Victorian Writing about Risk: Imagining a Safe England in a Dangerous World

By Elaine Freedgood | Go to book overview

CHAPTER ONE
Banishing panic: J. R. McCulloch, Harriet Martineau
and the popularization of political economy

In the first three decades of the nineteenth century, a number of British liberal intellectuals attempted to popularize the “laws” of classical political economy in the hope, as the statistician William Farr put it, that “knowledge [would] banish panic. ” 1 There is a sense, in many of these works, 2 that knowledge of economic laws might quiet the growing unease of the middle and upper classes and the growing unrest of the laboring classes in regard to the increasingly industrialized market economy. Among the most successful popularizers of classical political economy were Harriet Martineau and J. R. McCulloch who both wrote best-selling 3 works that attached abstract “laws” to their concrete correlatives, in an attempt to make them more easily understood and accepted by the reading public. Martineau's Illustrations of Political Economy is a collection of stories, the plots of which reveal the happy endings that await those who place their faith in a market left to its own “natural” workings. McCulloch's Statistical Account of the British Empire supplies numbers, tables, descriptions, comparisons, historical surveys and expert opinions that illustrate the supremacy, when compared to both other places and other times, of the natural resources, industry, commerce, education, government, religion, poor laws, and vital statistics of Britain. In both works, England is represented as self-sufficient and secure. The risks of Britain's new economy and social structures disappear in the predictability offered by the regularities of McCulloch's numbers and the resolutions of Martineau's plots.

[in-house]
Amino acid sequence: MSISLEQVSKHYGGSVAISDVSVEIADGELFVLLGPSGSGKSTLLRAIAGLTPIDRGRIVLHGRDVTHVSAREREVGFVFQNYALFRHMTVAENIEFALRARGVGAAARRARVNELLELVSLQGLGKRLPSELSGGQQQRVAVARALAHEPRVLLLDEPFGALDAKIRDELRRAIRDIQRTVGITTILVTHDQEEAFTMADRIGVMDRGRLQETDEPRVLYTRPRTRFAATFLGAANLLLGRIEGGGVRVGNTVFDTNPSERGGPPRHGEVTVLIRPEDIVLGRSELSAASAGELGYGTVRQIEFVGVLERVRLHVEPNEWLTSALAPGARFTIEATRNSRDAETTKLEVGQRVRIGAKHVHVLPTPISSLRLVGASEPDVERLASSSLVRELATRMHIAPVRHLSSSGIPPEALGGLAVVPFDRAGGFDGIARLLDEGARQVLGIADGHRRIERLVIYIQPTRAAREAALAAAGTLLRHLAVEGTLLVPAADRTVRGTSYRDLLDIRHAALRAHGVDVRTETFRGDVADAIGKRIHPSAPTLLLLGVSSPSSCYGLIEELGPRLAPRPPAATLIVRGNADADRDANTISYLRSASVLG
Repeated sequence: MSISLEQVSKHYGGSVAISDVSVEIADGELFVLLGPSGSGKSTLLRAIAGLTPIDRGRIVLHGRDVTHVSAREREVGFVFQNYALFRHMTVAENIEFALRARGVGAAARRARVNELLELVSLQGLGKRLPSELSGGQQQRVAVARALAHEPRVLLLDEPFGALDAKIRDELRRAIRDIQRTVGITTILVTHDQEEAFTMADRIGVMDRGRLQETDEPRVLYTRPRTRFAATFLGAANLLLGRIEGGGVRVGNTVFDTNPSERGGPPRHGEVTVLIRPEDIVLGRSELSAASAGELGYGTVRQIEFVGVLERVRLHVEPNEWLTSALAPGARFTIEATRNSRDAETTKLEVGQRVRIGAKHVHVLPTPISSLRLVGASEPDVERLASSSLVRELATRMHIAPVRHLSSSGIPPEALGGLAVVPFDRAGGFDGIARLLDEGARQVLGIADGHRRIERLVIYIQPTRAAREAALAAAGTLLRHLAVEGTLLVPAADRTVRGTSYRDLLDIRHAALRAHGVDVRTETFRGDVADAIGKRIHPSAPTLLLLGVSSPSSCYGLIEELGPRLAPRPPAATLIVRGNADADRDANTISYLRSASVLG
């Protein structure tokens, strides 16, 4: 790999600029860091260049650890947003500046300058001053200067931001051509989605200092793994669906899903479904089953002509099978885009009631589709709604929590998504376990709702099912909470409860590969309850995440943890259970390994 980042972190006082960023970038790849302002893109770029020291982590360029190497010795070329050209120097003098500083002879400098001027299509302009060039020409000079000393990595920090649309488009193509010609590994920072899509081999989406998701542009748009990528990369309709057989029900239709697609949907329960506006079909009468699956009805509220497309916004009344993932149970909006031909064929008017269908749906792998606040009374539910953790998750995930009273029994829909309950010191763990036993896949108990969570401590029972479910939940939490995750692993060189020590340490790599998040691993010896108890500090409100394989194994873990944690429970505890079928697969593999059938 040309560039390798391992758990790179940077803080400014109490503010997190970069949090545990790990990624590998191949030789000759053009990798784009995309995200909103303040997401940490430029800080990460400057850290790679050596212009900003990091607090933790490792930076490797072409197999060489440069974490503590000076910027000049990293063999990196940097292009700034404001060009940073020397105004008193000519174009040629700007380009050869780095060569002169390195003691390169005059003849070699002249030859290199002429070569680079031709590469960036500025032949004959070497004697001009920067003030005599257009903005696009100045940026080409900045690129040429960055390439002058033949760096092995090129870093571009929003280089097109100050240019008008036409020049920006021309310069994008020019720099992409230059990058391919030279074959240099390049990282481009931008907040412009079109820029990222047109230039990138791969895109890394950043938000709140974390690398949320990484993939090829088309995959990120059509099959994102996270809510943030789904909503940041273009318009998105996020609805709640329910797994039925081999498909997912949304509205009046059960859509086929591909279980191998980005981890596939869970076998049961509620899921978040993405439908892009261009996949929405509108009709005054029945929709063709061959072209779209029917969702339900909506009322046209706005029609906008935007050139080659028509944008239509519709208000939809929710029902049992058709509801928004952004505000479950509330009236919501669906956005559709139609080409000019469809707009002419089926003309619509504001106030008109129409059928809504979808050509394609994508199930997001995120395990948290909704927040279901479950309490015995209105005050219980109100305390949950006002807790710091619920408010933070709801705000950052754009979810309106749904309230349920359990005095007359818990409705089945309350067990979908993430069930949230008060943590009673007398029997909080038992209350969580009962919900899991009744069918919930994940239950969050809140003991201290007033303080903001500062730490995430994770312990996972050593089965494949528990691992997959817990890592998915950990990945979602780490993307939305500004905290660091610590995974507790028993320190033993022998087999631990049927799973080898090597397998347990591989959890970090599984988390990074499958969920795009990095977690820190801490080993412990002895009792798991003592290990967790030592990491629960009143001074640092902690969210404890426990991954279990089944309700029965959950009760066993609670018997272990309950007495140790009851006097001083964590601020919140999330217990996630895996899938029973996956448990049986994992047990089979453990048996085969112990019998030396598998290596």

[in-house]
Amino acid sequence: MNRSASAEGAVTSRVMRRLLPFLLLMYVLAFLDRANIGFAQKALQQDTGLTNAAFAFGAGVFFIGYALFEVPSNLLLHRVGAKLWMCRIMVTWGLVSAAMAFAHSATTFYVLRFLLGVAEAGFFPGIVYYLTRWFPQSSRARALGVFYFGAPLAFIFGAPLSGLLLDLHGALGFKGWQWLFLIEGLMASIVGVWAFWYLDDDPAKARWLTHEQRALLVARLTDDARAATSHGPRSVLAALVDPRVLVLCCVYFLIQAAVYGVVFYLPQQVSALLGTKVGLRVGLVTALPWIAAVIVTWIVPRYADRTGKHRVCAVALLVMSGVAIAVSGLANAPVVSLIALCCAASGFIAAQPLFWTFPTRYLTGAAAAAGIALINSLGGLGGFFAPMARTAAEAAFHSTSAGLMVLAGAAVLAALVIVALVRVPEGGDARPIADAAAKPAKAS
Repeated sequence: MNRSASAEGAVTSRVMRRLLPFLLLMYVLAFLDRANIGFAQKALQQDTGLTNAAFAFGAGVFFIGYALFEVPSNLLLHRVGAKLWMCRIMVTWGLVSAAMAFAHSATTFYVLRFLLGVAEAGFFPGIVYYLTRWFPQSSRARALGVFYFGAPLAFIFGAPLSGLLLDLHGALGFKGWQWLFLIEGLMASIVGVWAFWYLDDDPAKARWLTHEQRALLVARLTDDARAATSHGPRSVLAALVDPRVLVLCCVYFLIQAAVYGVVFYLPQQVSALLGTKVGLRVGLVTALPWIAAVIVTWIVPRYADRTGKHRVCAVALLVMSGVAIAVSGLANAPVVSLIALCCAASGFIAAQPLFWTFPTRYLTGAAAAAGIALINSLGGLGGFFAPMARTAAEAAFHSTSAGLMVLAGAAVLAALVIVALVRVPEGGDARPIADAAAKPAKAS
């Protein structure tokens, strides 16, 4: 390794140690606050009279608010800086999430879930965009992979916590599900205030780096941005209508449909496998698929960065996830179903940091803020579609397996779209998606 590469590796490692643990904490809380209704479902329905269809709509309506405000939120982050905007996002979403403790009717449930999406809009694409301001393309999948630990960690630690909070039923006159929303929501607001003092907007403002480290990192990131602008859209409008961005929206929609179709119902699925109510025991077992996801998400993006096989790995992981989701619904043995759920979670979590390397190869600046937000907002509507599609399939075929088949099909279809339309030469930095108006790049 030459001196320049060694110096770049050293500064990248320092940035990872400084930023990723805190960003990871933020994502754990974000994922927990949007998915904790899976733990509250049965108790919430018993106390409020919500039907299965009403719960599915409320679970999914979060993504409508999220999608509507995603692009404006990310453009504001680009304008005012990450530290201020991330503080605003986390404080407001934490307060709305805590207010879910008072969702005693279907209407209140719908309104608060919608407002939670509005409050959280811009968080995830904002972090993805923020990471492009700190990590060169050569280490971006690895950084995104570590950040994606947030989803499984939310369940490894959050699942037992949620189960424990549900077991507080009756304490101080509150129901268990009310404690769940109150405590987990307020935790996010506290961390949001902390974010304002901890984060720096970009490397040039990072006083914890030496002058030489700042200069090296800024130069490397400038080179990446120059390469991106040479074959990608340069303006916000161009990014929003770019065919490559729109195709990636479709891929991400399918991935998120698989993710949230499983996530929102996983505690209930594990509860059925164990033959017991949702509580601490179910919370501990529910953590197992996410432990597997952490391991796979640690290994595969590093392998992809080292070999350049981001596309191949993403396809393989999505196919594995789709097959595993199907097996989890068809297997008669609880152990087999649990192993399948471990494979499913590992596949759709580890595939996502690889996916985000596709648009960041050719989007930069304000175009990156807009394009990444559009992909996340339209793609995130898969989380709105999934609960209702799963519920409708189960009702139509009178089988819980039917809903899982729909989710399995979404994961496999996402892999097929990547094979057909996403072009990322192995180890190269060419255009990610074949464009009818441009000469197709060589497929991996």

The words of William Farr's aphorism – “knowledge will banish panic” – resonate with particularly Victorian meanings. “Knowledge, ” in the increasingly empirical nineteenth century, is valued in proportion to its content of information and facts; other kinds of knowledge, the more abstract processes associated with speculation, or with the ability to theorize, recede in prestige. Facts conferred respectability: J. R. McCulloch defined and defended political economy as “not a science of

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